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Alabama hay producer balances quality and yield for horse customers

Progressive Forage Grower Editor Lynn Jaynes Published on 06 May 2016

Wade Hill is a forage producer in Danville, Alabama. His main hay marketing focus is for the horse industry, although he also sells hay to cattle producers on a limited basis. In addition to off-farm sales, Hill produces forages for his own livestock – horses, cattle and swine.

Hill says, “Our target, of course, is to furnish 365 days of grazing, but that never happens. Nature plays such a big part of this equation even with the best management practices. One year I did not feed any hay until the last week of January, but we had an awesome November and December for the cool fescue in our area.”

Striving for forage maximum quality and maximum yield is a goal that is at odds within itself. As forage matures and increases in yield, it loses quality and digestibility. Therefore, a forage producer is constantly trying to balance the need for quality and yield.

Hill says, “On our hay fields, we try to harvest at the maximum forage quality that we can get. Sometimes this is not possible because the hay will be a little more mature than wanted because of the weather not being feasible to harvest the hay at optimal quality. I like to keep the pastures at the highest quality also, but when you are giving the forage the needed rest to recuperate from the grazing cycle or you are trying to stockpile the forages, you will lose a little quality sometimes because of the maturity of the forages at the time of reintroduction of the grazing animals. Most times, when you are managing for one of these, you will be giving up a little on the other.”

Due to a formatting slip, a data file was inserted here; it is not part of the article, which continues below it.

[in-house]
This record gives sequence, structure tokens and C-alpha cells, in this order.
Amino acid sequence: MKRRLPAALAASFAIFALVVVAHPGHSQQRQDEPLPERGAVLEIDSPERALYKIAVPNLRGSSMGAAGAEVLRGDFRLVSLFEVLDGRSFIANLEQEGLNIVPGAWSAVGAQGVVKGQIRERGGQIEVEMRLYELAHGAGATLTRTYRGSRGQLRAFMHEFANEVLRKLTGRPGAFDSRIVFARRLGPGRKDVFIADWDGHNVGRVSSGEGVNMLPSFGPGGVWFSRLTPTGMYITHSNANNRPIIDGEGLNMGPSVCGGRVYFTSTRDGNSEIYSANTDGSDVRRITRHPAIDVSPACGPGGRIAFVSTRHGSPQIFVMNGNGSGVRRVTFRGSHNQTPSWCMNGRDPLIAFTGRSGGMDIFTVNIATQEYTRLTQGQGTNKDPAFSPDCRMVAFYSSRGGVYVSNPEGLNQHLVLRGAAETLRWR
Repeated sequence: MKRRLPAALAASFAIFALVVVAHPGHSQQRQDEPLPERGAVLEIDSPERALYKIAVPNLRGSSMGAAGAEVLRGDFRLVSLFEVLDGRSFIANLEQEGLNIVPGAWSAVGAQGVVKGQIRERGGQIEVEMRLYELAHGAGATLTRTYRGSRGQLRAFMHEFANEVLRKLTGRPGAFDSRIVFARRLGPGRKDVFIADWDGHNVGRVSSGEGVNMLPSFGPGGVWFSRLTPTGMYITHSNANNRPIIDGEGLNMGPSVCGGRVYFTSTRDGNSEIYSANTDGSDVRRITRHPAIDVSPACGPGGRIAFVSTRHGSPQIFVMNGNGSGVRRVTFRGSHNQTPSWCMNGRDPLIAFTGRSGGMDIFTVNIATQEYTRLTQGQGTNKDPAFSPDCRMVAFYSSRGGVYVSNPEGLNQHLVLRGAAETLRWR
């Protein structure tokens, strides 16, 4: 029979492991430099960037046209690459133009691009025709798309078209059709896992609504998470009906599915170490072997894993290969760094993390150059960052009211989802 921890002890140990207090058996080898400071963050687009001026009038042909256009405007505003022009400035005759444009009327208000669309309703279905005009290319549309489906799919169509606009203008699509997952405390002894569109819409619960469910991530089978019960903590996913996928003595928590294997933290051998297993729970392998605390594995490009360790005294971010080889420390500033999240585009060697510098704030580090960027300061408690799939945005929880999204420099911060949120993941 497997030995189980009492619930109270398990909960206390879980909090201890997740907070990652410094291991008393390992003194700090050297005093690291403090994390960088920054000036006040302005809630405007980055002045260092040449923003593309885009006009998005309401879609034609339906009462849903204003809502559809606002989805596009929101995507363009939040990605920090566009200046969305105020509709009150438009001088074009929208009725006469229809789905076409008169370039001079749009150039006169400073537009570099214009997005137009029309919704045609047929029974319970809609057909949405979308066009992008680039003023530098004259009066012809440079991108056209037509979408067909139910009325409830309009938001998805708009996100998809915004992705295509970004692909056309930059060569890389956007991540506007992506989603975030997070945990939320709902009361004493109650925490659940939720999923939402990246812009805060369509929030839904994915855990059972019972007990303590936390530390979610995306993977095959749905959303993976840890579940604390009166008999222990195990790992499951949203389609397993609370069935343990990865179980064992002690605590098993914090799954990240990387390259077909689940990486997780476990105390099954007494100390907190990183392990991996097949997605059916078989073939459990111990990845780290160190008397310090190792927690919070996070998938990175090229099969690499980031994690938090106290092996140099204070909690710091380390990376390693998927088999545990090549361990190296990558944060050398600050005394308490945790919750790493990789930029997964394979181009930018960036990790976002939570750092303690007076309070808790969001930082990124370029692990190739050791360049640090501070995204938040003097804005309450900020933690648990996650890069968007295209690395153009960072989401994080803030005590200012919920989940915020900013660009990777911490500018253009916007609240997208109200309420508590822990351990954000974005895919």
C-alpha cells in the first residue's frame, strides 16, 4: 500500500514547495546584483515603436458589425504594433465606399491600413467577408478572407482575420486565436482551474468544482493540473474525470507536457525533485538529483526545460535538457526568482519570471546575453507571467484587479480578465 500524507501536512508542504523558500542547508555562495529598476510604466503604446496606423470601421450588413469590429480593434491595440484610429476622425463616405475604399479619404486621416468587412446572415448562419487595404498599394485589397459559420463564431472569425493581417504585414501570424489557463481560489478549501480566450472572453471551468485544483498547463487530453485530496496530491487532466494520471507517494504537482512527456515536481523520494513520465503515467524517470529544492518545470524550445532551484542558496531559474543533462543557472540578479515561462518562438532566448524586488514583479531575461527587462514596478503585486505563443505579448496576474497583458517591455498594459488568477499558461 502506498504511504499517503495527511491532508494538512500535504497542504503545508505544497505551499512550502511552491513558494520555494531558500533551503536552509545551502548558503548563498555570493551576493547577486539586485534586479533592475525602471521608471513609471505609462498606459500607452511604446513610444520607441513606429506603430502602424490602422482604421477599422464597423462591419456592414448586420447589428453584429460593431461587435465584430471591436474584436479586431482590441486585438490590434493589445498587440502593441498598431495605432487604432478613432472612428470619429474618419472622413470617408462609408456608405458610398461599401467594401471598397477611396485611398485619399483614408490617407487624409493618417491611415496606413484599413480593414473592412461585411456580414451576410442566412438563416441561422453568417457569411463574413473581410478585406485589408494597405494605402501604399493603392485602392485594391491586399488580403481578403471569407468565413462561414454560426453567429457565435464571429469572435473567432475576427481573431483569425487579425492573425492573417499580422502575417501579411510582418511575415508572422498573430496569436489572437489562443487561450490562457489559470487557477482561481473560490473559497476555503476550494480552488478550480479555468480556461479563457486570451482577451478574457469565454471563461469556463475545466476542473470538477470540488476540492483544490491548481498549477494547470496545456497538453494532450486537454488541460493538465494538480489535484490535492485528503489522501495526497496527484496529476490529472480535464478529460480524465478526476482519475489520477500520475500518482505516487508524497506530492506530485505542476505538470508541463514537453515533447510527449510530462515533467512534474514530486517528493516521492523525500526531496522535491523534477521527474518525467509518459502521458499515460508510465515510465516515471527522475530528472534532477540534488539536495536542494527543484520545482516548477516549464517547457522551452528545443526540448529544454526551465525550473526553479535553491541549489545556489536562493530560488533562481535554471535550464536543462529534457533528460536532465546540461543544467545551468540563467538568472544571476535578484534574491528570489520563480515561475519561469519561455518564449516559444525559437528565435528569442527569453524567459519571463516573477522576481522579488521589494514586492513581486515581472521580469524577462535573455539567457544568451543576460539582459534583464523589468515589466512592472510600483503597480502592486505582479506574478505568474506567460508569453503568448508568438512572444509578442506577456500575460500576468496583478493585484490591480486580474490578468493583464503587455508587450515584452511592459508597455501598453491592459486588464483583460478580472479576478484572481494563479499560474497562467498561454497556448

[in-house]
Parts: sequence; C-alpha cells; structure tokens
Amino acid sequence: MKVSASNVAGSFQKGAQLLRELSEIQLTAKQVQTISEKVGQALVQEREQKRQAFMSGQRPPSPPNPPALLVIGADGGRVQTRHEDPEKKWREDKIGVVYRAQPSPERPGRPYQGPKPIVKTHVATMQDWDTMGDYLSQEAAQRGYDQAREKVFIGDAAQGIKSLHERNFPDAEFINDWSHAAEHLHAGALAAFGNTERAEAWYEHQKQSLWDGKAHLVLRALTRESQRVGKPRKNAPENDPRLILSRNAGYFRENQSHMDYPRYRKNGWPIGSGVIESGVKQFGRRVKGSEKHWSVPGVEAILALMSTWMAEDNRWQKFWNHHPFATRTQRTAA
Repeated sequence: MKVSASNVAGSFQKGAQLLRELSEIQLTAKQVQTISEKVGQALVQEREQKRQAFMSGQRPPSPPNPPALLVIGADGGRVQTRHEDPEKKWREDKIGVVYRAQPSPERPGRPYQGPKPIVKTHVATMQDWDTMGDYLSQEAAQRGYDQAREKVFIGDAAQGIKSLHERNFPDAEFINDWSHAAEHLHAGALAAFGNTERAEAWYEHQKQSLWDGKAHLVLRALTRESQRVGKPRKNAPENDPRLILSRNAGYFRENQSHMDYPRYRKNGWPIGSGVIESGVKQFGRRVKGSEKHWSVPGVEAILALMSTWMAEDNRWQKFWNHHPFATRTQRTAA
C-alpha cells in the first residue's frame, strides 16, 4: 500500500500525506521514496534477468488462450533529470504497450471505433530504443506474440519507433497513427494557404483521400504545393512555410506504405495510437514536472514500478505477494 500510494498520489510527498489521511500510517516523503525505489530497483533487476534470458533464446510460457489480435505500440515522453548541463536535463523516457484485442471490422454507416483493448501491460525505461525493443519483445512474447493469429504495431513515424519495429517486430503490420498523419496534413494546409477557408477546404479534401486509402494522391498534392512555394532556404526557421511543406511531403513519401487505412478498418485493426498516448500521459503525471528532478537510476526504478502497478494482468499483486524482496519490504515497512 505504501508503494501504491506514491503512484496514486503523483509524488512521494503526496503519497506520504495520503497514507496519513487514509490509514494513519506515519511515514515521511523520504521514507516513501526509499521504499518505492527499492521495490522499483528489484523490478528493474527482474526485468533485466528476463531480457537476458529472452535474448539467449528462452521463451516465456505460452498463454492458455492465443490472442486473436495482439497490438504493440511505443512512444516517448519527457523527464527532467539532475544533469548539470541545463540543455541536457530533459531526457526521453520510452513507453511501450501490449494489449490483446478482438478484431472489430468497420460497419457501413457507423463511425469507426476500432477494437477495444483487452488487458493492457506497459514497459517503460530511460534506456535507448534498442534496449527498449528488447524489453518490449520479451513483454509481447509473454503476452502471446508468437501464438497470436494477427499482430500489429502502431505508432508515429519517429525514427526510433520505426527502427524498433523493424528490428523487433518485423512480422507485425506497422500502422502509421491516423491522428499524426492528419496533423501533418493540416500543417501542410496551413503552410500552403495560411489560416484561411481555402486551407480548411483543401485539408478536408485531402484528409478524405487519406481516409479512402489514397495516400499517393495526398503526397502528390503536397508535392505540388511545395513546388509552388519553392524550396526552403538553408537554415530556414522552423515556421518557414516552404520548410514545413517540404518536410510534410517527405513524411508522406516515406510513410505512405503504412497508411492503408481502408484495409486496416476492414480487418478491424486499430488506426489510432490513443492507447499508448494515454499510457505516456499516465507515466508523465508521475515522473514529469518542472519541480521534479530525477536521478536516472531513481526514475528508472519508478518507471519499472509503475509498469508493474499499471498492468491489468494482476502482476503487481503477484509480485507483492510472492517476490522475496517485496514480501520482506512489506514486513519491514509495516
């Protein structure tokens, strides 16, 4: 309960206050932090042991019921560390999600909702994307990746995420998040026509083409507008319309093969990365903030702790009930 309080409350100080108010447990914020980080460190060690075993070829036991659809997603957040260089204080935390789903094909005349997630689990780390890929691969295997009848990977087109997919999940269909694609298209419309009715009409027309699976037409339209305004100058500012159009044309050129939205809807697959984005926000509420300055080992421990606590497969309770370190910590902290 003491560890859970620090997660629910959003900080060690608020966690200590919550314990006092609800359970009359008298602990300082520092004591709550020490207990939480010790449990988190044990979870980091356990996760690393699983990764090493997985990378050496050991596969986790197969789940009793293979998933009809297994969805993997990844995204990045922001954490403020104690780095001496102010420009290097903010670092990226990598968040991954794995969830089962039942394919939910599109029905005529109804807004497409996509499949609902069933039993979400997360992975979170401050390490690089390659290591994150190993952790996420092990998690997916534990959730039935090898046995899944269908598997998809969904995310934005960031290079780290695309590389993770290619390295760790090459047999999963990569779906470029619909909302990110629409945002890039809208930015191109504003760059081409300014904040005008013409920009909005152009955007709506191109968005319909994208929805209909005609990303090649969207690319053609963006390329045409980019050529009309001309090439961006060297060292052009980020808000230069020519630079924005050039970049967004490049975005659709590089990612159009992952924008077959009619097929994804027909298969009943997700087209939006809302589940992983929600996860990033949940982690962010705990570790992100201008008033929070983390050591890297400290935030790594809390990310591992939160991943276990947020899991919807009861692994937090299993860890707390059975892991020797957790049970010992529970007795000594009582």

In northern Alabama, most pastures contain a high percentage of tall fescue grass, which provides a maximum number of grazing days throughout the year as compared to other forages. Hill tries to incorporate orchardgrass and clovers in the pastures when possible.

He says, “The orchardgrass is less tolerant of stressful conditions, and the clovers are not very tolerant of spraying for broadleaf weeds. I do feel as if a weed-free pasture is better than weeds plus clover mixed in, so our use of clovers is on a limited basis. I like to have a warm-season pasture – around 20 percent of total grazing acres – that I can use in the hotter months of summer when fescue is not growing, and I can also overseed that with a winter annual to help during the cold days of winter when fescue has also slowed down its growing process.”

Hill is a member of the American Forage and Grassland Council. He is proud to be supporting National Forage Week as part of his involvement with that organization and as a producer who knows the importance of quality forages.

To find out more about National Forage Week, go to the American Forage and Grassland Council website and find out how you can participate.  end mark

Hear from Hill himself in the video below:

Lynn Jaynes
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